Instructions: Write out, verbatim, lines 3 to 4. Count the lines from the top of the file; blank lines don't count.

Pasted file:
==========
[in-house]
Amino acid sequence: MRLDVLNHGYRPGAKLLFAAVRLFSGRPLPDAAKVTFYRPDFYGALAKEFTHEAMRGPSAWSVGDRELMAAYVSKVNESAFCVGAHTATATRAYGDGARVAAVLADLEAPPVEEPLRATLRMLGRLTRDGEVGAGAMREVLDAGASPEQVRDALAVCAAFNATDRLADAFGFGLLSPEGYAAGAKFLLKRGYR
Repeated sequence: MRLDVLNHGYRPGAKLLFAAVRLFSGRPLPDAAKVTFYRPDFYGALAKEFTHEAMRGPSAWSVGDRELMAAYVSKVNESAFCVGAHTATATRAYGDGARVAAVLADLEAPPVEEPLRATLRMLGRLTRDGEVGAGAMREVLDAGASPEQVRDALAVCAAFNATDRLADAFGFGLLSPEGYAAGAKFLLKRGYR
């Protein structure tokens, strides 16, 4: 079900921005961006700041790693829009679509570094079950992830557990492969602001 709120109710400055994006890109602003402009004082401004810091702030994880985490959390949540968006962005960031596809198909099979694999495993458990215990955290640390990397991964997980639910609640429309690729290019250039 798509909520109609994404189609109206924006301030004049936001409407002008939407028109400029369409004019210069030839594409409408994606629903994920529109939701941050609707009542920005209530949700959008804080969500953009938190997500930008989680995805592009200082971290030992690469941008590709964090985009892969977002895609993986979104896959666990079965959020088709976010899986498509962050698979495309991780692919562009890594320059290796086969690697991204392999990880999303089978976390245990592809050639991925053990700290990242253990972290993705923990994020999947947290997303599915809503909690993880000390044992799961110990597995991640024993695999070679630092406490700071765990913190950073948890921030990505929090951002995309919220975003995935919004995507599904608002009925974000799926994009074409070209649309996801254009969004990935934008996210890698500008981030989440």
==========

Repeated sequence: MRLDVLNHGYRPGAKLLFAAVRLFSGRPLPDAAKVTFYRPDFYGALAKEFTHEAMRGPSAWSVGDRELMAAYVSKVNESAFCVGAHTATATRAYGDGARVAAVLADLEAPPVEEPLRATLRMLGRLTRDGEVGAGAMREVLDAGASPEQVRDALAVCAAFNATDRLADAFGFGLLSPEGYAAGAKFLLKRGYR
């Protein structure tokens, strides 16, 4: 079900921005961006700041790693829009679509570094079950992830557990492969602001 709120109710400055994006890109602003402009004082401004810091702030994880985490959390949540968006962005960031596809198909099979694999495993458990215990955290640390990397991964997980639910609640429309690729290019250039 798509909520109609994404189609109206924006301030004049936001409407002008939407028109400029369409004019210069030839594409409408994606629903994920529109939701941050609707009542920005209530949700959008804080969500953009938190997500930008989680995805592009200082971290030992690469941008590709964090985009892969977002895609993986979104896959666990079965959020088709976010899986498509962050698979495309991780692919562009890594320059290796086969690697991204392999990880999303089978976390245990592809050639991925053990700290990242253990972290993705923990994020999947947290997303599915809503909690993880000390044992799961110990597995991640024993695999070679630092406490700071765990913190950073948890921030990505929090951002995309919220975003995935919004995507599904608002009925974000799926994009074409070209649309996801254009969004990935934008996210890698500008981030989440």